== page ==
Risk and Return : A test of CAPM on the Swedish financials and industrials stock market before and after the financial crisis of 2008
In hindsight one can often learn a valuable lesson or two. Looking back at the financial crisis of 2008, perhaps more than two lessons can be learned. The grave chock that occurred on the financial markets at the end of 2008 left the whole world questioning what had caused it. Theories that had previously been accepted as general truth were subjected to critique in the light post-crisis. The Capital Asset Pricing Theory or CAPM is one of these theories. It seeks to explain the relation between risk and returns.
There are many studies critiquing CAPM that have been published after the crisis. Most studies that we found (post- and pre-crisis) are conducted based on portfolios and not individual stocks. Also we could not find a single study that compared if CAPM performed differently on stocks between different sectors.
Based on our ontological and epistemological approaches of positivism and objectivism, we chose a deductive research approach and performed a quantitative data collection.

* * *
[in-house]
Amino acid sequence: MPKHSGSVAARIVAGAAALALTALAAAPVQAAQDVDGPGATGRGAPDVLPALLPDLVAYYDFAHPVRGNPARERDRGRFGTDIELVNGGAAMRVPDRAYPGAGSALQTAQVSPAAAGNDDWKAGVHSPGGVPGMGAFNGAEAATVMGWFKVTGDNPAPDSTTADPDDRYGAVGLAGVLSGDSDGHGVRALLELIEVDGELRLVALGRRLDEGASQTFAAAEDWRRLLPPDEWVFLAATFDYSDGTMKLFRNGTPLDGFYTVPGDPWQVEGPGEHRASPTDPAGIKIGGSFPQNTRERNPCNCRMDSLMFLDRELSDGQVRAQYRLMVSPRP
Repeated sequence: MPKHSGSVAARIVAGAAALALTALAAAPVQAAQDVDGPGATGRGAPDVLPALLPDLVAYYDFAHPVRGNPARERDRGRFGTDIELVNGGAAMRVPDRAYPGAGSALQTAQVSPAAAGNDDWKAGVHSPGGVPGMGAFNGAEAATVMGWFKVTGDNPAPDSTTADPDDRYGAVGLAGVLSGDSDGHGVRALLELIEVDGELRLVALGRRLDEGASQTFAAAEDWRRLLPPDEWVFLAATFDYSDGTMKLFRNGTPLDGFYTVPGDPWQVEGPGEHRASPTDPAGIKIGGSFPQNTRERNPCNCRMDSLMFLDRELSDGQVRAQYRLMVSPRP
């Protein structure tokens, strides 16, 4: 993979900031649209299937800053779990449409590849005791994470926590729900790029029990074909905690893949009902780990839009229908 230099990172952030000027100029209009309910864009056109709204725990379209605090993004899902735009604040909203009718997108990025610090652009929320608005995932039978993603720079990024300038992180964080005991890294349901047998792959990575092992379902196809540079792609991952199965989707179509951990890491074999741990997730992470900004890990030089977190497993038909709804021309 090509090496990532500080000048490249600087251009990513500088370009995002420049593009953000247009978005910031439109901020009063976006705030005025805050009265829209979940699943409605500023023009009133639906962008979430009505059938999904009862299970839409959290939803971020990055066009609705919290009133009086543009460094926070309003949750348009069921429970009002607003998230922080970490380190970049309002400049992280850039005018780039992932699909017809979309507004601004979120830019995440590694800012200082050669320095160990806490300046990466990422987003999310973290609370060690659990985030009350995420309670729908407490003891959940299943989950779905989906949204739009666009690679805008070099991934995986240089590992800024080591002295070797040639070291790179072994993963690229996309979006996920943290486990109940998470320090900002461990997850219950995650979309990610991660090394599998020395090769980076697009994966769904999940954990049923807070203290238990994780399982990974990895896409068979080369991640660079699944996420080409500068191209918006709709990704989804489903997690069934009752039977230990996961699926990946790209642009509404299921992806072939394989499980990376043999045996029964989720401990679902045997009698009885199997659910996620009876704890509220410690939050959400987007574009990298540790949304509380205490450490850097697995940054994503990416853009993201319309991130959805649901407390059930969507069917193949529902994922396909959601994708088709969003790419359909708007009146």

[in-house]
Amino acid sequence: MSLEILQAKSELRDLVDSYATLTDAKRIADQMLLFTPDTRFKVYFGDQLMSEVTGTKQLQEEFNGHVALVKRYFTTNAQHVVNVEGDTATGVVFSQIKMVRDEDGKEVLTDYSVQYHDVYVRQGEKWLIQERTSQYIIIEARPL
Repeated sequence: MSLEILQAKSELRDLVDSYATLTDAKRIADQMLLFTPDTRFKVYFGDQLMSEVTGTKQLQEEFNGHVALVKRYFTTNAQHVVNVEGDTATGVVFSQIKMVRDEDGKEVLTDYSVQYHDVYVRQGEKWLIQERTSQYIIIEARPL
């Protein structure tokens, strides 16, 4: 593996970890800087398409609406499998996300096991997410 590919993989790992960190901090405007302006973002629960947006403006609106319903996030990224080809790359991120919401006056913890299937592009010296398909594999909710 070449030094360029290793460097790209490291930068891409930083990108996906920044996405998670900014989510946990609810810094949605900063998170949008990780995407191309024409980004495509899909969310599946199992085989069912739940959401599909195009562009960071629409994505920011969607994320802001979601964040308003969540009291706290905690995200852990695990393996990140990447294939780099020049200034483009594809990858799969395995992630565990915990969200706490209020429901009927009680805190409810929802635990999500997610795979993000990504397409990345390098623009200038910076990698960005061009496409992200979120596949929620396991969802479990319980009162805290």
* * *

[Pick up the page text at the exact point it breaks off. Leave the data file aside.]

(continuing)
This study was conducted on the Large Cap index listed on the Stockholm Stock Exchange (SSE). We chose 12 companies from the Financials sector and 12 companies from the Industrials sector, in total 24 companies. The period which we tested, were the years 2005-2012, 8 years in total. Comparison was made between the two sectors and between two different periods. The periods were Period 1 2005-2008 (pre-crisis) and 2009-2012 (post-crisis)
We found that the original CAPM model, Sharpe-Lintner, did not explain the assumed relation between risk and return in the model, with Beta as the only risk-factor. In the second period (post crisis) CAPM did not have a single regression that showed that there was a relation between risk (Beta) and return (excess return). Pre crisis the majority (88%) of the regressions to test CAPM showed that there was no relation between the variables (risk and return). The Industrial sector had more positive correlations coefficients than the financial sector, but they were still to few to support the models postulated risk-return relationship.
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